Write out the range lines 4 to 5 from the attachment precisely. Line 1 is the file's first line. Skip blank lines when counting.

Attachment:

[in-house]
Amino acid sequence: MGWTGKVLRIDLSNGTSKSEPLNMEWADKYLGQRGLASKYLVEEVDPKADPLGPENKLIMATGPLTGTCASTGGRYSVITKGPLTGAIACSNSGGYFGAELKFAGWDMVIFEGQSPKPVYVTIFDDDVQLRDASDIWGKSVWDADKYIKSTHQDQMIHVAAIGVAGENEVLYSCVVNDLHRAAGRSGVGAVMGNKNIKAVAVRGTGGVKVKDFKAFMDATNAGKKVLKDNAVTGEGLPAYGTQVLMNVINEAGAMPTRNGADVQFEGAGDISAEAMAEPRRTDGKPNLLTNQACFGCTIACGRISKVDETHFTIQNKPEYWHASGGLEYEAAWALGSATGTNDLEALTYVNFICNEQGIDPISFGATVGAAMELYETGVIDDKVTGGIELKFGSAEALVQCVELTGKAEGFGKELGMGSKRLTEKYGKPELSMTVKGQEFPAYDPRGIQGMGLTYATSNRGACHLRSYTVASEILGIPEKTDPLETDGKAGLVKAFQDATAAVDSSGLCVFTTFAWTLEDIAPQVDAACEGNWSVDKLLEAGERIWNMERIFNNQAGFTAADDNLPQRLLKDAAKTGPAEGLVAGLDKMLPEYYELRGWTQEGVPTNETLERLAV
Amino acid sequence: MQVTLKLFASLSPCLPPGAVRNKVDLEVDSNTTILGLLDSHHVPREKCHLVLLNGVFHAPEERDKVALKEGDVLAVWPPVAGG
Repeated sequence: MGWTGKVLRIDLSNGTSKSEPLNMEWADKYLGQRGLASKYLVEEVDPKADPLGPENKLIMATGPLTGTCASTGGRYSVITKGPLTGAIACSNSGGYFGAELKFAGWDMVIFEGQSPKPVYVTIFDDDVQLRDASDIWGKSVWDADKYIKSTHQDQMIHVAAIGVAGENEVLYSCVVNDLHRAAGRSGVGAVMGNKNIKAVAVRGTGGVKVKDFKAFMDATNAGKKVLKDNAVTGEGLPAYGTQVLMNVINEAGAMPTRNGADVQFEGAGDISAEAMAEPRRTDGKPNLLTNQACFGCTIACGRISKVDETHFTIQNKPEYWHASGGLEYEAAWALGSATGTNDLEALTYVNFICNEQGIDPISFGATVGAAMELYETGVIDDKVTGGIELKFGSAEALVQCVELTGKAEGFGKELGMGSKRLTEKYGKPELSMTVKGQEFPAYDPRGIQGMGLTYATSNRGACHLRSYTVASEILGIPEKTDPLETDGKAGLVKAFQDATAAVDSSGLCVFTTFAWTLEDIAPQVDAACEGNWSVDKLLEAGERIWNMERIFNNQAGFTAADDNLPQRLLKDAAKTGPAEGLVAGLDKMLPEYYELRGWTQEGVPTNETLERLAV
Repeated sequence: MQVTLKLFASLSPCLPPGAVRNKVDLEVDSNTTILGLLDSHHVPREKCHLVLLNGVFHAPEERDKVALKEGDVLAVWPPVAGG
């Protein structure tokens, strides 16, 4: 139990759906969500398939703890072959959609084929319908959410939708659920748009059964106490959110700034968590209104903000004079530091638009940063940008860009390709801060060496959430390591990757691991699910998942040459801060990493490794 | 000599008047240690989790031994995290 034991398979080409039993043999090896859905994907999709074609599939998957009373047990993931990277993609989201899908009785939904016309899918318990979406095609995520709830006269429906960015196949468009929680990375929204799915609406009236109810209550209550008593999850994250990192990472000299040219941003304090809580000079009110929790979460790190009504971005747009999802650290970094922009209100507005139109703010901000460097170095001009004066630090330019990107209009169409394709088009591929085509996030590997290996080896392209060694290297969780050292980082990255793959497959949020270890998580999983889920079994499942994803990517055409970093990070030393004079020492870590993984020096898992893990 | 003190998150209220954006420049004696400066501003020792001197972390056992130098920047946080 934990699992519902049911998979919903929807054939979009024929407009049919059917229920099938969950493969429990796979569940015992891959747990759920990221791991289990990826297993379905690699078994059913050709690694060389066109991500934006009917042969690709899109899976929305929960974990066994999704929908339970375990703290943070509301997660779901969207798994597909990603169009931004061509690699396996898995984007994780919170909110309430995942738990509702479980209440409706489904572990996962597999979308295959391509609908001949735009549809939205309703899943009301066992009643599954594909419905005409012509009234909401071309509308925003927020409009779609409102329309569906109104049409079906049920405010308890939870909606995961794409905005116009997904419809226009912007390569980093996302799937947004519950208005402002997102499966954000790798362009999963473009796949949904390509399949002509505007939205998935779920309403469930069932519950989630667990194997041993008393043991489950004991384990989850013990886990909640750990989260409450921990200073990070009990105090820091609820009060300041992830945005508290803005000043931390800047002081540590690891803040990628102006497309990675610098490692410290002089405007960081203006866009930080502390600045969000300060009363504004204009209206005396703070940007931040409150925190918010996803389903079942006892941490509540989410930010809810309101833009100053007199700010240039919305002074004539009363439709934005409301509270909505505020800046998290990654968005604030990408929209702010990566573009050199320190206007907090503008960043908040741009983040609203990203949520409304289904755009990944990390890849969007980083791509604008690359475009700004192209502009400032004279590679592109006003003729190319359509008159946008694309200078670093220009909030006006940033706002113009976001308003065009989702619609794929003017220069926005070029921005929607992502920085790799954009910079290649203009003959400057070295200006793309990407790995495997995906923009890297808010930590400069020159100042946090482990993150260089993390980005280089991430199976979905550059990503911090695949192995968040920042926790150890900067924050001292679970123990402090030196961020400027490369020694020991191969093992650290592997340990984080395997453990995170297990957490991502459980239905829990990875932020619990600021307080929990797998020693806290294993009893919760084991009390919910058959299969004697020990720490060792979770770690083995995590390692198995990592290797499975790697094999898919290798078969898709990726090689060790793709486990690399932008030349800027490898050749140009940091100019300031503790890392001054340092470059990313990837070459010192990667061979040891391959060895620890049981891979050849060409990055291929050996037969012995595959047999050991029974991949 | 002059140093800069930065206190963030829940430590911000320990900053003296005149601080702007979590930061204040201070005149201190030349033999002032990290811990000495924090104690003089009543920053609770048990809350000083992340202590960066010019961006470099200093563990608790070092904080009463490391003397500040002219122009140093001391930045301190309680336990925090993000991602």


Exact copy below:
Repeated sequence: MGWTGKVLRIDLSNGTSKSEPLNMEWADKYLGQRGLASKYLVEEVDPKADPLGPENKLIMATGPLTGTCASTGGRYSVITKGPLTGAIACSNSGGYFGAELKFAGWDMVIFEGQSPKPVYVTIFDDDVQLRDASDIWGKSVWDADKYIKSTHQDQMIHVAAIGVAGENEVLYSCVVNDLHRAAGRSGVGAVMGNKNIKAVAVRGTGGVKVKDFKAFMDATNAGKKVLKDNAVTGEGLPAYGTQVLMNVINEAGAMPTRNGADVQFEGAGDISAEAMAEPRRTDGKPNLLTNQACFGCTIACGRISKVDETHFTIQNKPEYWHASGGLEYEAAWALGSATGTNDLEALTYVNFICNEQGIDPISFGATVGAAMELYETGVIDDKVTGGIELKFGSAEALVQCVELTGKAEGFGKELGMGSKRLTEKYGKPELSMTVKGQEFPAYDPRGIQGMGLTYATSNRGACHLRSYTVASEILGIPEKTDPLETDGKAGLVKAFQDATAAVDSSGLCVFTTFAWTLEDIAPQVDAACEGNWSVDKLLEAGERIWNMERIFNNQAGFTAADDNLPQRLLKDAAKTGPAEGLVAGLDKMLPEYYELRGWTQEGVPTNETLERLAV
Repeated sequence: MQVTLKLFASLSPCLPPGAVRNKVDLEVDSNTTILGLLDSHHVPREKCHLVLLNGVFHAPEERDKVALKEGDVLAVWPPVAGG